As Cecil said, Pimentel went back after he received criticism for using old corn-to-fuel techniques and revised his findings to say that "about 29 percent more energy is used to produce a gallon of ethanol than the energy in a gallon of ethanol," from his original 70. Even if we add in all the factors from either side, it remains unclear why we need to subsidize it so heavily. It hardly seems efficient if it needs over a billion dollars. In fact, the argument that it makes cattle feed prices higher and that in turn makes food more expensive to all of us seems more consistent. Mix in how American farmers fight to stay in business and how Canadian farmers face the similar threat from the disinformation distributed by the union of their government and big business and we've got one confusing mess.

Between 1996 and 2001, government and corporate policies drove 11% of Canadian farm families off the land. "When you liquidate a population, one of the things that you need to do is to tell lies in order to devalue and marginalize those people. The most pernicious lie told about our family farms during this crisis is that they are 'inefficient'," said NFU President Stewart Wells.

Wells continued, "Poor government policies, defective markets, and powerful corporations undisciplined by competition are wiping out families' farms. And if everyone knew that these farms were highly efficient and productive, then their destruction would raise embarrassing questions about the functioning of our markets. But when family farms are painted as inefficient, then their loss can be swept aside as an unfortunate but necessary effect of progress," said Wells.

Wells pointed out that there is overwhelming data showing that the family farm sector may be among the most efficient in the entire Canadian economy. He pointed to Statistics Canada data that shows that over the past 40 years, no other sector has matched the efficiency gains of farmers. He also pointed out that the prices that farmers receive for their products have not increased in 25 years. "The assertion that farmers are inefficient is incompatible with the reality that many of us are still able to produce despite receiving 1975 prices. Only those who can today produce and deliver their products at 1975 prices are qualified to lecture farmers on efficiency," said Wells.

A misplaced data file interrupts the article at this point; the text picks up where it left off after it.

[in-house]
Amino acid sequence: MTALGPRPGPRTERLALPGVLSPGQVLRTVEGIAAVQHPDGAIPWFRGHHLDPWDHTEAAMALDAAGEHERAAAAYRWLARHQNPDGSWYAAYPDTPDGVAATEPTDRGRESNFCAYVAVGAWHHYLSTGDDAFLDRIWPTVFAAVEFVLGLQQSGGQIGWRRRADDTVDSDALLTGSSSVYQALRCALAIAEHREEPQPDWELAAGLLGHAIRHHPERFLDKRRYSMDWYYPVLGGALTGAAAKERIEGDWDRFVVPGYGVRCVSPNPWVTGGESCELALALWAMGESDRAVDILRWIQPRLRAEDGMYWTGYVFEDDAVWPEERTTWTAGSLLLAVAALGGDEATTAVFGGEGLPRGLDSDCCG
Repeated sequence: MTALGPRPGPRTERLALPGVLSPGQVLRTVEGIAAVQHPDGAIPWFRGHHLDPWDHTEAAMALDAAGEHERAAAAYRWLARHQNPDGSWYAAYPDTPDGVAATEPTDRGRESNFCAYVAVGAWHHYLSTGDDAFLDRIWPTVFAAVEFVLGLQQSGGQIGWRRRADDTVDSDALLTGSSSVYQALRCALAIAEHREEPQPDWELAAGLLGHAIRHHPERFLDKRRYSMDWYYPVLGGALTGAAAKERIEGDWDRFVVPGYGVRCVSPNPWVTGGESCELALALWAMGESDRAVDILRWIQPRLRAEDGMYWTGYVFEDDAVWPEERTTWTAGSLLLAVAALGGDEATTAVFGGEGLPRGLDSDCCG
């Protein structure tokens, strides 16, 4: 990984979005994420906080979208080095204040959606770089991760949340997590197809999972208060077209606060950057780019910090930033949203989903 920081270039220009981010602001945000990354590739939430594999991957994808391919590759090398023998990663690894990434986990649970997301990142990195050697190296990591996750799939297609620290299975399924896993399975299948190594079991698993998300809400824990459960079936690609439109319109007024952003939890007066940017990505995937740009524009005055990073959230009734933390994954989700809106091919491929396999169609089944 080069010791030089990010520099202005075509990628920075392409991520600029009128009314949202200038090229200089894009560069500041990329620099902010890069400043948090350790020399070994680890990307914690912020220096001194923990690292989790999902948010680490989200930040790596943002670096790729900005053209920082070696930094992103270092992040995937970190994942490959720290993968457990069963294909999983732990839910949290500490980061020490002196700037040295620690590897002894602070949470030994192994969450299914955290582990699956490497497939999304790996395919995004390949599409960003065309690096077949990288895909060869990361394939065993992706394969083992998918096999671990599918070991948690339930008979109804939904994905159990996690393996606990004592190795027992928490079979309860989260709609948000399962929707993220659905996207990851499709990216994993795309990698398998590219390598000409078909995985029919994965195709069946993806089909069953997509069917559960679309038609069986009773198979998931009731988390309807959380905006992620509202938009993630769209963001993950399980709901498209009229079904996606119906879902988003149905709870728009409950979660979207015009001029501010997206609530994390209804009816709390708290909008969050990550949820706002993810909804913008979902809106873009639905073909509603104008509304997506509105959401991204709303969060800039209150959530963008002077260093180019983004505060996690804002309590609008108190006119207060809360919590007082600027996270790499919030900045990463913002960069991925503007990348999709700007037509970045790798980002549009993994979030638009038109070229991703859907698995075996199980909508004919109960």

NFU former Vice-President and Manitoba farmer Fred Tait explained farmer efficiency with reference to the production chain for bread. "In the bread production chain, you have farmers, millers who make flour, large baking companies that turn that flour into bread, and grocery store retailers. Over the past 25 years, the price of bread has tripled. Farmers received none of that money. That means that the very large trans-nationals that mill our flour, bake our bread, and run our grocery stores must have tripled what they charge for their services. In this case, and in nearly every other case in the agri-food production chain, it turns out that our relatively small family farms are the most efficient link, and the huge trans-nationals that control the rest of the chain are far less efficient."

It's a painful kind of irony for the government to point the finger at anyone for inefficiency.

The last past is not an attempt at a solution, but it is, quite naturally, a conclusion.
For every human problem, there is a neat, simple solution; and it is always wrong

-H. L. Mencken

Any action seems doomed under the strain conflicting interests manifold and intertwined. Bills snowball from House to Senate. One good idea is pulled apart by pork, while the truly heinous ones pass in secret.

Yet I have hope. I have hope that people will come to curb those behaviors mostly harmful to all if informed of the consequences. I have hope that the future will not be defined by bigger and fewer corporations condemning most to minimum wage work. I have hope that we'll become more active and less reactive.

After all, you can get further on hope than on gas.

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Luck of the deer



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Pitch a lucky man into the Nile, says the Arabian proverb, and he will come up with a fish in his mouth.

-N. P. Willis

So I'm driving east on 34 leaving the village of Plano and I see this deer way up ahead on the left side looking to cross. It's possible that having traffic coming in two directions can be a bit tricky to calculate. Mix in the fact that on one side you have traffic slowing down as they enter Plano and speeding as they leave it. But he crosses anyway and he made it past the first car sure enough. The second poses a greater problem for this buckaroo. He jumps in front of the white talon and nearly makes it.